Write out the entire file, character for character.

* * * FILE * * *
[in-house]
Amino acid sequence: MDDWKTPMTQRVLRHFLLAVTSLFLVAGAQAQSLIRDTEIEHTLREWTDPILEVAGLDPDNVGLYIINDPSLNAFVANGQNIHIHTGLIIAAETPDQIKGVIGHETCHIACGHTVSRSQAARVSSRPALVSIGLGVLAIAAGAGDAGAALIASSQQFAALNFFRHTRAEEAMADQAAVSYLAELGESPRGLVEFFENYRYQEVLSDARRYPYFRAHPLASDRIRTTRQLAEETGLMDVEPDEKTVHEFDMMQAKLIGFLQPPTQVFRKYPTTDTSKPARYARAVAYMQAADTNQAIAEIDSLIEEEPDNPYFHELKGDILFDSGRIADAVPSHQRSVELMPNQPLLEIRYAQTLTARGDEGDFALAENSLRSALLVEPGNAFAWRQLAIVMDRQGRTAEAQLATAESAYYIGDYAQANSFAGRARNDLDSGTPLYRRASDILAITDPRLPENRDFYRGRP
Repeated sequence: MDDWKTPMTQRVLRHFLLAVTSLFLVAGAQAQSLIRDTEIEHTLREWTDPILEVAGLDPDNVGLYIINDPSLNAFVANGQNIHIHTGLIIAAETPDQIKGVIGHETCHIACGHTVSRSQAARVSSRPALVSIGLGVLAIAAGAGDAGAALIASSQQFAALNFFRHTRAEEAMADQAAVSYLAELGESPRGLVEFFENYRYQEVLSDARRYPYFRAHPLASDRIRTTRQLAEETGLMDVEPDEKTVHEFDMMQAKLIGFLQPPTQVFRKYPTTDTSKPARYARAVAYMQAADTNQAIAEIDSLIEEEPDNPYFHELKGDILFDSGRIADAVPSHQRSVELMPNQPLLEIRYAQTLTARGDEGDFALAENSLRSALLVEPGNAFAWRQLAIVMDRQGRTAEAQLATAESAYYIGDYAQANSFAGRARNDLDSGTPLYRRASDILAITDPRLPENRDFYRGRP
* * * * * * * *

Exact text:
[in-house]
Amino acid sequence: MDDWKTPMTQRVLRHFLLAVTSLFLVAGAQAQSLIRDTEIEHTLREWTDPILEVAGLDPDNVGLYIINDPSLNAFVANGQNIHIHTGLIIAAETPDQIKGVIGHETCHIACGHTVSRSQAARVSSRPALVSIGLGVLAIAAGAGDAGAALIASSQQFAALNFFRHTRAEEAMADQAAVSYLAELGESPRGLVEFFENYRYQEVLSDARRYPYFRAHPLASDRIRTTRQLAEETGLMDVEPDEKTVHEFDMMQAKLIGFLQPPTQVFRKYPTTDTSKPARYARAVAYMQAADTNQAIAEIDSLIEEEPDNPYFHELKGDILFDSGRIADAVPSHQRSVELMPNQPLLEIRYAQTLTARGDEGDFALAENSLRSALLVEPGNAFAWRQLAIVMDRQGRTAEAQLATAESAYYIGDYAQANSFAGRARNDLDSGTPLYRRASDILAITDPRLPENRDFYRGRP
Repeated sequence: MDDWKTPMTQRVLRHFLLAVTSLFLVAGAQAQSLIRDTEIEHTLREWTDPILEVAGLDPDNVGLYIINDPSLNAFVANGQNIHIHTGLIIAAETPDQIKGVIGHETCHIACGHTVSRSQAARVSSRPALVSIGLGVLAIAAGAGDAGAALIASSQQFAALNFFRHTRAEEAMADQAAVSYLAELGESPRGLVEFFENYRYQEVLSDARRYPYFRAHPLASDRIRTTRQLAEETGLMDVEPDEKTVHEFDMMQAKLIGFLQPPTQVFRKYPTTDTSKPARYARAVAYMQAADTNQAIAEIDSLIEEEPDNPYFHELKGDILFDSGRIADAVPSHQRSVELMPNQPLLEIRYAQTLTARGDEGDFALAENSLRSALLVEPGNAFAWRQLAIVMDRQGRTAEAQLATAESAYYIGDYAQANSFAGRARNDLDSGTPLYRRASDILAITDPRLPENRDFYRGRP